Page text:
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Just as a male Adelie penguin must select exactly the right pebble for his  beloved – the size, shape, colour and weight that will convince her of his worthiness, so must you select the poem that is exactly right for you.  It may take a lifetime of effort, but oh! think of the joy it will bring!

Photo credit: es0teric/Creative Commons

(OK, this pebble business is something of a myth, although pebbles are definitely prized at nesting time.  For the whole scandalous sex-for-pebbles exposé, read this.)

 

I always knew I was home because of the china ducks on the wall.  I bought them in the mid-eighties, from a second hand shop in Wellington, near the Manners St Post Office. The first thing I did in a new flat was to nail them up – in the lounge, if the flatmates were amenable, or in my own room if they weren’t. 

 The next thing I did was reassemble my bed.  The wire base had to be reconnected with its solid wooden headboard and footboard by means of a spanner.  This made me feel like an independent woman.  A woman who could do anything.  I could, for example, move heavy furniture around the room by bracing my feet against the wall and pushing things with my back.

 And I would set up my record player and play ‘Colossal Youth’, the Young Marble Giants’ only album (though there have been CD reissues and live versions since). 

 Eventually, I gave the ducks away, but found I missed them.  When I bought my house, the place Peter and I live in now, I bought the house a present – three china seagulls.  They fly up the living room wall, telling me I’m home.

I was chuffed to see another of my poems in the DomPost as the ‘Wednesday poem’ last week.  This time it was “Little Blue”, which is about the penguins that nest near Frank Kitts Park in Wellington.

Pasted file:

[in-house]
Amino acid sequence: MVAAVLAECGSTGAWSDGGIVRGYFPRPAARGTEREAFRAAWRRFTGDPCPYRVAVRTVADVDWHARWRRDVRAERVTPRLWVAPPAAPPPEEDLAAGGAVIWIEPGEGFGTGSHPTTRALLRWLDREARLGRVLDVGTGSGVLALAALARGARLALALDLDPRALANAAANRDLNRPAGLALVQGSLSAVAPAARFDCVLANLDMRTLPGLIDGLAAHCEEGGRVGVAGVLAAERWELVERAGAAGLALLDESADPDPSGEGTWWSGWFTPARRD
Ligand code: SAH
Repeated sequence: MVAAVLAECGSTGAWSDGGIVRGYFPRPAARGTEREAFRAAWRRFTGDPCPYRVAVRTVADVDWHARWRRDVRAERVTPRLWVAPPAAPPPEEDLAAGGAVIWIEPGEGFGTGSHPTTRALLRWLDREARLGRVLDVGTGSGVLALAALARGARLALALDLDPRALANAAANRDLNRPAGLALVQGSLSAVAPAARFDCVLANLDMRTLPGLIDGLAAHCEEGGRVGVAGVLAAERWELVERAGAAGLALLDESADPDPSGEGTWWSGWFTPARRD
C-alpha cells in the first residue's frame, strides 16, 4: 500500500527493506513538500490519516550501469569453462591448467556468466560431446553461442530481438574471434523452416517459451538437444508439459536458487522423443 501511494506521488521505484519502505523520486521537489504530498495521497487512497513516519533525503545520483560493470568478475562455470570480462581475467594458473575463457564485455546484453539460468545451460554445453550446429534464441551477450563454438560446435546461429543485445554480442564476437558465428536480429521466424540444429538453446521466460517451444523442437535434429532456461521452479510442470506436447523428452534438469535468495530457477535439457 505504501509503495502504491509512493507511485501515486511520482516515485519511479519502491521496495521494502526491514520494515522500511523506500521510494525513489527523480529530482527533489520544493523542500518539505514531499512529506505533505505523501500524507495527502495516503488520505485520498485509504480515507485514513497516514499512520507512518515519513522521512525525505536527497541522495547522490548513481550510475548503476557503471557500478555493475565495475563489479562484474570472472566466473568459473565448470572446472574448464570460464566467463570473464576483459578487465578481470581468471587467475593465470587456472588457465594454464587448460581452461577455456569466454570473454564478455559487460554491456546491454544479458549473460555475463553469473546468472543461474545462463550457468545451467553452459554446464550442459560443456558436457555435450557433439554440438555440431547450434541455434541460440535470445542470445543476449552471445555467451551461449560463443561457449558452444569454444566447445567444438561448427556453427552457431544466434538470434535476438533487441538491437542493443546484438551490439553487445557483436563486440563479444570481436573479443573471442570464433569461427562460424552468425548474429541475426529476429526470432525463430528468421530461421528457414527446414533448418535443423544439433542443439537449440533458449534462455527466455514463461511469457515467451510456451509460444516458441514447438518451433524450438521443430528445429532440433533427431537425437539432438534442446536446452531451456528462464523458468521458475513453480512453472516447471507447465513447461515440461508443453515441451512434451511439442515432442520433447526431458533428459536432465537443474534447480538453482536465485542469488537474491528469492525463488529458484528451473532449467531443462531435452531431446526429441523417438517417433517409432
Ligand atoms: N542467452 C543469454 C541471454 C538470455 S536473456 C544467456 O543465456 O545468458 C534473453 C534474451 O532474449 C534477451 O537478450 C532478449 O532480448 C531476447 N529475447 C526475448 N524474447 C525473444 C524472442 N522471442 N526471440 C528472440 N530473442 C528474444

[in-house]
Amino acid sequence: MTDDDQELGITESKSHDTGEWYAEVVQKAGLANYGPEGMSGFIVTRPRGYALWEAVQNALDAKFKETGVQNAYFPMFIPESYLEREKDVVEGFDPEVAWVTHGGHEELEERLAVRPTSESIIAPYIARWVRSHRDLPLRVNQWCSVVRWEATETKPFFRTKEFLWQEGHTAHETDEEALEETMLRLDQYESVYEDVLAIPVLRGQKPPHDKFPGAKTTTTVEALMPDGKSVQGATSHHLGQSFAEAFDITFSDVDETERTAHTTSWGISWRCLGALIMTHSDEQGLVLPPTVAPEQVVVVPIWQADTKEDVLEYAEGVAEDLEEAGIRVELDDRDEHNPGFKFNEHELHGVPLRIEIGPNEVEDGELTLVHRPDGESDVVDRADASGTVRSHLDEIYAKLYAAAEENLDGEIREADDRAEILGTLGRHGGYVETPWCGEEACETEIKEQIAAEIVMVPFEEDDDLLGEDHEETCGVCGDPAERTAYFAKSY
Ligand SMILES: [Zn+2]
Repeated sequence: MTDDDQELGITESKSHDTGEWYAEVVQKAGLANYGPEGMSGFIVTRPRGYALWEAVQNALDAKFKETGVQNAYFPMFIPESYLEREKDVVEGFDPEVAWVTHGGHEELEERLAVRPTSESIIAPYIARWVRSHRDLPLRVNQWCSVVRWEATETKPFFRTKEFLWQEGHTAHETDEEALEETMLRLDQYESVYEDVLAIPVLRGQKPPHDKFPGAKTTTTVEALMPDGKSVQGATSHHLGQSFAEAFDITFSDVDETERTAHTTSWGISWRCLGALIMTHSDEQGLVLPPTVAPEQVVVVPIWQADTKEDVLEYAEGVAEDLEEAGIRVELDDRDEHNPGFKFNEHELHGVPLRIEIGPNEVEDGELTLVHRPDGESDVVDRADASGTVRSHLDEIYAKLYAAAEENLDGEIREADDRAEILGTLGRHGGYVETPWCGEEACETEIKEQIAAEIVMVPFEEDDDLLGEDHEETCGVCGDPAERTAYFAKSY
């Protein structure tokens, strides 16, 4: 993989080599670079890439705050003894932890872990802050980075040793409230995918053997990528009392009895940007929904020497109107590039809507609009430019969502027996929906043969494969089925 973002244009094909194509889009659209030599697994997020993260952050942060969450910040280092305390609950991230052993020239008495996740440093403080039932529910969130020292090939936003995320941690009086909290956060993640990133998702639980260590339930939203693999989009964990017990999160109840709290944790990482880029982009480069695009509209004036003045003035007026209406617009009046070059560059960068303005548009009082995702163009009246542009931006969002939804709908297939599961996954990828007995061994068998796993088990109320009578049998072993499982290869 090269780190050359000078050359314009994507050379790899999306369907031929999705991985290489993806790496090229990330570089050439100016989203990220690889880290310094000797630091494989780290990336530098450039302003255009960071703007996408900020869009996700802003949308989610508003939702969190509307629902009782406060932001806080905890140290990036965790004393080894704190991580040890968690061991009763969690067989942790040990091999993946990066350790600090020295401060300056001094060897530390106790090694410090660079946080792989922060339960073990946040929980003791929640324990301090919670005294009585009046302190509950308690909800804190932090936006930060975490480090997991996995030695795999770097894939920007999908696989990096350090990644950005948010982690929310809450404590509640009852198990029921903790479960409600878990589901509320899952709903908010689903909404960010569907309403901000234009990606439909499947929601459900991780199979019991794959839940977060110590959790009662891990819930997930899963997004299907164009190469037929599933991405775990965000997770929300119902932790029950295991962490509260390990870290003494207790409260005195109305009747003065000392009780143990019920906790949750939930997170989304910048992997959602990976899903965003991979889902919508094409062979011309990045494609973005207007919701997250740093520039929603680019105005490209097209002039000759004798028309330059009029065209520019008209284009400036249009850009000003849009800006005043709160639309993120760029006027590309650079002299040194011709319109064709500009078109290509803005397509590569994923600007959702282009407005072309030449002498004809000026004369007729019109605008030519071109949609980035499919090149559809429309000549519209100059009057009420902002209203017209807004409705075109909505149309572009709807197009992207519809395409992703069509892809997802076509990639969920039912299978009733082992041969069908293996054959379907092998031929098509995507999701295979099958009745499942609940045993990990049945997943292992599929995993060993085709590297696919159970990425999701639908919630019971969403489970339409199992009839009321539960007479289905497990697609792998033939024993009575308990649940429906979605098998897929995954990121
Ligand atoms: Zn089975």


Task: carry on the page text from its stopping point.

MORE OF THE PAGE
The suburb I live in is called Vogeltown, after Julius Vogel a former New Zealand premier (in the 1870s).  But of course Vogel is also the German word for bird and it’s becoming increasingly apt.  With the opening of the Karori Sanctuary and the Wellington Regional Council’s possum poisoning programme, the birds have been – literally – flocking back.

 

When I first moved here (eight or nine years ago), I’d see the odd tui around, but it was mostly blackbirds, fantails, waxeyes and riroriro (grey warblers).  And there’s always been a kingfisher frequenting the power lines by the bus-stop. 

 

Now we’ll get several tui at once (in the lancewood trees outside the bedroom window) and lately, even kaka, which is pretty exciting.  Ruru (morepork) can be heard at night.  One day kereru?  Who knows?  Noisy little buggers, the lot of them.  Bring it on, I say. 

Wordle

Wordle: janisfreegard.com

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